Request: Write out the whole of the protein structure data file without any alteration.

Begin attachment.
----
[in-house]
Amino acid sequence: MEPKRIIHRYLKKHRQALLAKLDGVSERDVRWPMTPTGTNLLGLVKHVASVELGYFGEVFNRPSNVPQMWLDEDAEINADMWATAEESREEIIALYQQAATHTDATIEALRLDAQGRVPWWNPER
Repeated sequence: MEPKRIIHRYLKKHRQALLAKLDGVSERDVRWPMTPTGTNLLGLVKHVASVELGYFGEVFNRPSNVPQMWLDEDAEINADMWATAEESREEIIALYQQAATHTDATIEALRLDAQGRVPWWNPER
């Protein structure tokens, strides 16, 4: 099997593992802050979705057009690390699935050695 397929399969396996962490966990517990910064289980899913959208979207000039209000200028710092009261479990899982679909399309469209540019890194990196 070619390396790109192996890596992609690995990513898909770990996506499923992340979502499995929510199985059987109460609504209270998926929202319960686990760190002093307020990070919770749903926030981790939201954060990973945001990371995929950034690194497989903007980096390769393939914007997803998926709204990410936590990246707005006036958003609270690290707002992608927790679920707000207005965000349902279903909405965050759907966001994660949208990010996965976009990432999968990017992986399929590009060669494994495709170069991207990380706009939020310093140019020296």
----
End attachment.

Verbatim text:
[in-house]
Amino acid sequence: MEPKRIIHRYLKKHRQALLAKLDGVSERDVRWPMTPTGTNLLGLVKHVASVELGYFGEVFNRPSNVPQMWLDEDAEINADMWATAEESREEIIALYQQAATHTDATIEALRLDAQGRVPWWNPER
Repeated sequence: MEPKRIIHRYLKKHRQALLAKLDGVSERDVRWPMTPTGTNLLGLVKHVASVELGYFGEVFNRPSNVPQMWLDEDAEINADMWATAEESREEIIALYQQAATHTDATIEALRLDAQGRVPWWNPER
């Protein structure tokens, strides 16, 4: 099997593992802050979705057009690390699935050695 397929399969396996962490966990517990910064289980899913959208979207000039209000200028710092009261479990899982679909399309469209540019890194990196 070619390396790109192996890596992609690995990513898909770990996506499923992340979502499995929510199985059987109460609504209270998926929202319960686990760190002093307020990070919770749903926030981790939201954060990973945001990371995929950034690194497989903007980096390769393939914007997803998926709204990410936590990246707005006036958003609270690290707002992608927790679920707000207005965000349902279903909405965050759907966001994660949208990010996965976009990432999968990017992986399929590009060669494994495709170069991207990380706009939020310093140019020296």